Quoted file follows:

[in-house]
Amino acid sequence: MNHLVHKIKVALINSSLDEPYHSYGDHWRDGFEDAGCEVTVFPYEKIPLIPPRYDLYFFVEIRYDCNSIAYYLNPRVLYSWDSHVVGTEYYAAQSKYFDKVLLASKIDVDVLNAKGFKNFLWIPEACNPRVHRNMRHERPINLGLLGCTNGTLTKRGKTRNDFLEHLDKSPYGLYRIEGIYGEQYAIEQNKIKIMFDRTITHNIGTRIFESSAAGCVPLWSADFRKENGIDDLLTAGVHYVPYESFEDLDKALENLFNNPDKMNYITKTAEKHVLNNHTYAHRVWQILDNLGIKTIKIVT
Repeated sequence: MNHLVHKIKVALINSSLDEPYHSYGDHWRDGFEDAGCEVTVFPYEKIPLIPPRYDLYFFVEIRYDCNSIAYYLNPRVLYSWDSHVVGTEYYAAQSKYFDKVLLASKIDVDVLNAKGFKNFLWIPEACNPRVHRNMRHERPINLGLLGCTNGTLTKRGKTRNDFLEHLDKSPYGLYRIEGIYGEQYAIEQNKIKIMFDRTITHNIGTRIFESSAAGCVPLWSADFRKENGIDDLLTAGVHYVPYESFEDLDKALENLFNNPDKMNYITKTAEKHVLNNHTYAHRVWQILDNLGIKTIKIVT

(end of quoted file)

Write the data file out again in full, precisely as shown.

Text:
[in-house]
Amino acid sequence: MNHLVHKIKVALINSSLDEPYHSYGDHWRDGFEDAGCEVTVFPYEKIPLIPPRYDLYFFVEIRYDCNSIAYYLNPRVLYSWDSHVVGTEYYAAQSKYFDKVLLASKIDVDVLNAKGFKNFLWIPEACNPRVHRNMRHERPINLGLLGCTNGTLTKRGKTRNDFLEHLDKSPYGLYRIEGIYGEQYAIEQNKIKIMFDRTITHNIGTRIFESSAAGCVPLWSADFRKENGIDDLLTAGVHYVPYESFEDLDKALENLFNNPDKMNYITKTAEKHVLNNHTYAHRVWQILDNLGIKTIKIVT
Repeated sequence: MNHLVHKIKVALINSSLDEPYHSYGDHWRDGFEDAGCEVTVFPYEKIPLIPPRYDLYFFVEIRYDCNSIAYYLNPRVLYSWDSHVVGTEYYAAQSKYFDKVLLASKIDVDVLNAKGFKNFLWIPEACNPRVHRNMRHERPINLGLLGCTNGTLTKRGKTRNDFLEHLDKSPYGLYRIEGIYGEQYAIEQNKIKIMFDRTITHNIGTRIFESSAAGCVPLWSADFRKENGIDDLLTAGVHYVPYESFEDLDKALENLFNNPDKMNYITKTAEKHVLNNHTYAHRVWQILDNLGIKTIKIVT